Lora Webb, M.A.


  • Byzantine Art
  • Liminality
  • Imperial and liturgical ritual


Kosmos Embodied: Eunuchs and Byzantine Art in the Ninth through Twelfth Centuries

Publikationen (Auswahl)

  • "Transfigured: Mosaic and Liturgy at Neo Moni", in Aural Architecture, ed. Bissera Pentcheva, London 2017.

Publikationen (OPAC-Recherche)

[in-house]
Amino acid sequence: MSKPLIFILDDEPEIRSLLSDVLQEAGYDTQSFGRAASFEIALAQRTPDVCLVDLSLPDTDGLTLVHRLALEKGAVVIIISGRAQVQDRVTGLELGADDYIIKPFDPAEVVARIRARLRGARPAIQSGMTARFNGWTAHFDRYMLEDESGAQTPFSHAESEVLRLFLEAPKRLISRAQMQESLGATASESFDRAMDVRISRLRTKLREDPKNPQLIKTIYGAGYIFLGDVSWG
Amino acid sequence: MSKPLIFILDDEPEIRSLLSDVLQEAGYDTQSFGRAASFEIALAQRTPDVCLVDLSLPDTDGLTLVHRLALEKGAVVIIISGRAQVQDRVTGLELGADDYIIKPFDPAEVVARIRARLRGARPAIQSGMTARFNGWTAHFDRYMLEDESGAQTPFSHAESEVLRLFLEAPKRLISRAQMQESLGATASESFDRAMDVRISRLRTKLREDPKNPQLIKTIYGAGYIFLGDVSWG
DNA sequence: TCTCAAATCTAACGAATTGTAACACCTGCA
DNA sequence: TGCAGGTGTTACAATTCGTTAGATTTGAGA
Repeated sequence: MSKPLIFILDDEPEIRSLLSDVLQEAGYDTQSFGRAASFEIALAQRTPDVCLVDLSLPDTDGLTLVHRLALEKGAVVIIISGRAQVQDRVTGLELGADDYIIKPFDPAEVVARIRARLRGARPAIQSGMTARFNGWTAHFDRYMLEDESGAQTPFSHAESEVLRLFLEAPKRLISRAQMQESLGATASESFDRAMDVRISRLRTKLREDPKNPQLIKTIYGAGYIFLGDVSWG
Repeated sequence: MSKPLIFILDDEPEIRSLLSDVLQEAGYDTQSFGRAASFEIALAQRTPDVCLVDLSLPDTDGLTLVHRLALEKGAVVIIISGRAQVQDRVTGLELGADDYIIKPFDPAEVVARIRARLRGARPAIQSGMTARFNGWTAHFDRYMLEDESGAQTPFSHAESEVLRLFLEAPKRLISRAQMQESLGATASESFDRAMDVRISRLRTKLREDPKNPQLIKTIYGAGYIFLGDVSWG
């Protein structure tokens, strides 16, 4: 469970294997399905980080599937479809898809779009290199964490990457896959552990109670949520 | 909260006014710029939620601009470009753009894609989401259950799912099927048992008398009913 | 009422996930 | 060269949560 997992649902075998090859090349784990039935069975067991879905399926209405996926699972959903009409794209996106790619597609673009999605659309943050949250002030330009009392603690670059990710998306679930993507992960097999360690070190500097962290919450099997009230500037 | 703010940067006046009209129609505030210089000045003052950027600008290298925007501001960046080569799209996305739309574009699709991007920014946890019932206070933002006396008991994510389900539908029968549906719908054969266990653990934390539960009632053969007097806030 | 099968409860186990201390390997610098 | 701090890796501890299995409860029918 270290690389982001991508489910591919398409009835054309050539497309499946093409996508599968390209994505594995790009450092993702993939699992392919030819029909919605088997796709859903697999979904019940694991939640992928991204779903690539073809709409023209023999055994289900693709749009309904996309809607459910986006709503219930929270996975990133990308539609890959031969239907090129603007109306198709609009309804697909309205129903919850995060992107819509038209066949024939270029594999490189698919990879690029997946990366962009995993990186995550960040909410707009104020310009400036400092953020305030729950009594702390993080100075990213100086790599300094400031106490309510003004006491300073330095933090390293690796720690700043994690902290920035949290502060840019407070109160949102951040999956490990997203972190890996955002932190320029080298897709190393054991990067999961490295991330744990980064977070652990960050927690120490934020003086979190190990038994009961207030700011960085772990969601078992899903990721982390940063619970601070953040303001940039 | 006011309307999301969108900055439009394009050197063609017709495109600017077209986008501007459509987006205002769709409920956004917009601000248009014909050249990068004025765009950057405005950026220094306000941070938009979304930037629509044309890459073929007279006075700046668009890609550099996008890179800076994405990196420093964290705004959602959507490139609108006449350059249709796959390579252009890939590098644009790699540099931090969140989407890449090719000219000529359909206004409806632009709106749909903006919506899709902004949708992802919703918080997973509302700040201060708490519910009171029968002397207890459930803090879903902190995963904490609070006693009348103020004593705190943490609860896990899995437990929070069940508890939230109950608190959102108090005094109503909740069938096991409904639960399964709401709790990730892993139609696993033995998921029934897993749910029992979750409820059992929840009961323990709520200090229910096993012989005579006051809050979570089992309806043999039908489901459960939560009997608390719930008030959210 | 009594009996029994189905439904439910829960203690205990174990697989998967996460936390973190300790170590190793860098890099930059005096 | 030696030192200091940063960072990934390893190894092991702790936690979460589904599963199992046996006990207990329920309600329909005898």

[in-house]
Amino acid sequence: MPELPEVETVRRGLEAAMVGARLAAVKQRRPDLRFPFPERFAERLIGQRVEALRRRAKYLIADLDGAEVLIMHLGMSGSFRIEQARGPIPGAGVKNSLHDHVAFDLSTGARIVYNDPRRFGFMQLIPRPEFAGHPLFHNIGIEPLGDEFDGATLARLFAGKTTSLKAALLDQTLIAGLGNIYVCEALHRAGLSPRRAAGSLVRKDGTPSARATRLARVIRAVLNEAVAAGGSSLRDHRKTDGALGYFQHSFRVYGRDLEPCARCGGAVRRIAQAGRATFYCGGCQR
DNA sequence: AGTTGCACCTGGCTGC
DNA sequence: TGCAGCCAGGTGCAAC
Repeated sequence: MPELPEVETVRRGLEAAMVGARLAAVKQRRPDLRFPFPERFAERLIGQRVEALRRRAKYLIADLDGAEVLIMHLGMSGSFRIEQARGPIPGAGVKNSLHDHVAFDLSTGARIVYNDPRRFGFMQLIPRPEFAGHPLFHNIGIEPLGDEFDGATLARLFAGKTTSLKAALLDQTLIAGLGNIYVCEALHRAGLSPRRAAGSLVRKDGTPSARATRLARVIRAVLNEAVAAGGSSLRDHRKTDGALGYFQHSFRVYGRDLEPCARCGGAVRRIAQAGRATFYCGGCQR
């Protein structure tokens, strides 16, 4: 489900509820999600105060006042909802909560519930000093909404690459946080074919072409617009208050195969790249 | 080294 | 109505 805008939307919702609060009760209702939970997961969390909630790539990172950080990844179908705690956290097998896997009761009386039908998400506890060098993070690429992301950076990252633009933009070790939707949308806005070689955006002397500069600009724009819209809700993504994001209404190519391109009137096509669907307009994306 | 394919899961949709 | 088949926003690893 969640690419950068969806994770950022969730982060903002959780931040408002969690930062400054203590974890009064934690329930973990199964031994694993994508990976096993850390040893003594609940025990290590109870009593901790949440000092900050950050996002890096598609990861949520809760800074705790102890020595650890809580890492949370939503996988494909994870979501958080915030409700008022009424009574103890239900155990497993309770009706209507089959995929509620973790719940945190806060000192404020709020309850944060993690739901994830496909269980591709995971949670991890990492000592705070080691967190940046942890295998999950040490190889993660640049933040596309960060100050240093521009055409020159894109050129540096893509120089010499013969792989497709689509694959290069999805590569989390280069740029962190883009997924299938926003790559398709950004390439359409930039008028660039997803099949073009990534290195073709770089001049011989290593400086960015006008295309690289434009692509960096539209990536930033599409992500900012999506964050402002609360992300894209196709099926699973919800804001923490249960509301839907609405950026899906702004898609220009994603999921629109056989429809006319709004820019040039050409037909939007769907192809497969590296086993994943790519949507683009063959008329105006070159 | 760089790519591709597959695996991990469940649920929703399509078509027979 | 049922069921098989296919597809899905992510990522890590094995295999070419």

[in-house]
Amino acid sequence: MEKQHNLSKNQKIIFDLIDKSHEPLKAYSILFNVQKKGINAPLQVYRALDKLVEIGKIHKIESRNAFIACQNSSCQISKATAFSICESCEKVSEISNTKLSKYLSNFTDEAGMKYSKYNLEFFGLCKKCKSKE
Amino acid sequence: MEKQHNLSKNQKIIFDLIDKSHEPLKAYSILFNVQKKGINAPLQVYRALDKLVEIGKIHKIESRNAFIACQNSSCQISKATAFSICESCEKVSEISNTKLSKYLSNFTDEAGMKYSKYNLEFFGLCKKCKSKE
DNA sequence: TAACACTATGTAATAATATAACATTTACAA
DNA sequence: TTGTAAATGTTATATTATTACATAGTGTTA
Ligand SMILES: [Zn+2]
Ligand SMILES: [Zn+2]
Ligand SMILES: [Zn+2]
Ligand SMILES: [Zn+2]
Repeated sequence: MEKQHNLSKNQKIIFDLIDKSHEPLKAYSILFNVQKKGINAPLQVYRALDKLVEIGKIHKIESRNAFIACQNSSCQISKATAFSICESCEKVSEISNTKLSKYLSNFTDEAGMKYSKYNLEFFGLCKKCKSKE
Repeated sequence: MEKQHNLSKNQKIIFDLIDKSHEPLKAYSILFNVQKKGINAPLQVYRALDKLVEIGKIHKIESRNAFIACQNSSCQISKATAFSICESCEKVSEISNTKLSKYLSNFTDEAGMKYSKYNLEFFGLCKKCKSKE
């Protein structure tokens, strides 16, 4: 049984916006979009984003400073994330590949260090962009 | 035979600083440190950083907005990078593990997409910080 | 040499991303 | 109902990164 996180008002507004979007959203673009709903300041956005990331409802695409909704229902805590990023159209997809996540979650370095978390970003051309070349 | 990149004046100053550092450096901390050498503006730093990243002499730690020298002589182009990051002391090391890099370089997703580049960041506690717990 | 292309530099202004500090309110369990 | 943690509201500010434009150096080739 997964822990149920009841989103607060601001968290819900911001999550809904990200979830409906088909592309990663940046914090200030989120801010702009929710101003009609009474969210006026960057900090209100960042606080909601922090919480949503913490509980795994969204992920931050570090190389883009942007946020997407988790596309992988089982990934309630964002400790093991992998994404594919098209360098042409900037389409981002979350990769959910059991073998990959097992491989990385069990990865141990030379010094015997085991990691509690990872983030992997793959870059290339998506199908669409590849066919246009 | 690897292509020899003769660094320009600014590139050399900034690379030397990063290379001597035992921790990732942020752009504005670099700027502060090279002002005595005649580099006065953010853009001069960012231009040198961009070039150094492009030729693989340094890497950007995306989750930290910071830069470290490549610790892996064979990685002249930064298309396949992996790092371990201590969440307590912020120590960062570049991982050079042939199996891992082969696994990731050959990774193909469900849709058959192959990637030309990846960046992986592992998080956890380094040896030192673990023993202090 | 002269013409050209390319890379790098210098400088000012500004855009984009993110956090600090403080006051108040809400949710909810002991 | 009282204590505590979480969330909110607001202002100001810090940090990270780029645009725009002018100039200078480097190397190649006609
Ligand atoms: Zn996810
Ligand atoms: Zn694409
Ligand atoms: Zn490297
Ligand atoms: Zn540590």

Lora Webb is currently a Ph.D. candidate in Art History at Stanford University. Her dissertation is on eunuchs in the Middle Byzantine court (from the end of Iconoclasm in 843 to the Fourth Crusade in 1204). It investigates how eunuchs were visually present in the Byzantine court where they enjoyed close contact with the imperial family as they managed their affairs. The project addresses three interrelated aspects of court eunuchs: 1) their visual representation, 2) their patronage of art objects, and 3) because they were "made" through the act of castration, the way that elite eunuchs themselves could be construed as art objects. Through eunuchs, her dissertation explores concepts of liminality within manuscripts, metalwork, and ritual. Before Stanford Lora studied art history at Oklahoma State University where she earned a B.A. (2011) and at Tufts University where she earned a M.A (2013) for papers on the Holy Crown of Hungry and Veneto-Saracenic spherical incense burners.

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